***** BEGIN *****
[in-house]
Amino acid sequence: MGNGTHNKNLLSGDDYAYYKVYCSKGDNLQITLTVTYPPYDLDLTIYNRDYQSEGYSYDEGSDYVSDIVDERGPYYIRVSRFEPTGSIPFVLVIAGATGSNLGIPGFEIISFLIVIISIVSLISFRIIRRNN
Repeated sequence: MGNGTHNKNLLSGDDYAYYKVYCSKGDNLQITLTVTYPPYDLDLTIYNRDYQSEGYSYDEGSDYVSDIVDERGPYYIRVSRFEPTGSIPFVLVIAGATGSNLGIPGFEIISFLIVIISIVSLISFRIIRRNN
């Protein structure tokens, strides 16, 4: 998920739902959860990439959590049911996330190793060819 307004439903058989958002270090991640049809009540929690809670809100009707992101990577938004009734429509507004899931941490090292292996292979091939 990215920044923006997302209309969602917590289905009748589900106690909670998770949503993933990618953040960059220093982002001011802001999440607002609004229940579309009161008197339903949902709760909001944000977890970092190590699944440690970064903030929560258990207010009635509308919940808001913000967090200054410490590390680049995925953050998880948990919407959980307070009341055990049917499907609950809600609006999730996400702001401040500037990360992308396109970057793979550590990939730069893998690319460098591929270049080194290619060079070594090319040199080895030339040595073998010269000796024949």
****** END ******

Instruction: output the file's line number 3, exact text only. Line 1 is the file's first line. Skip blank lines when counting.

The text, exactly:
Repeated sequence: MGNGTHNKNLLSGDDYAYYKVYCSKGDNLQITLTVTYPPYDLDLTIYNRDYQSEGYSYDEGSDYVSDIVDERGPYYIRVSRFEPTGSIPFVLVIAGATGSNLGIPGFEIISFLIVIISIVSLISFRIIRRNN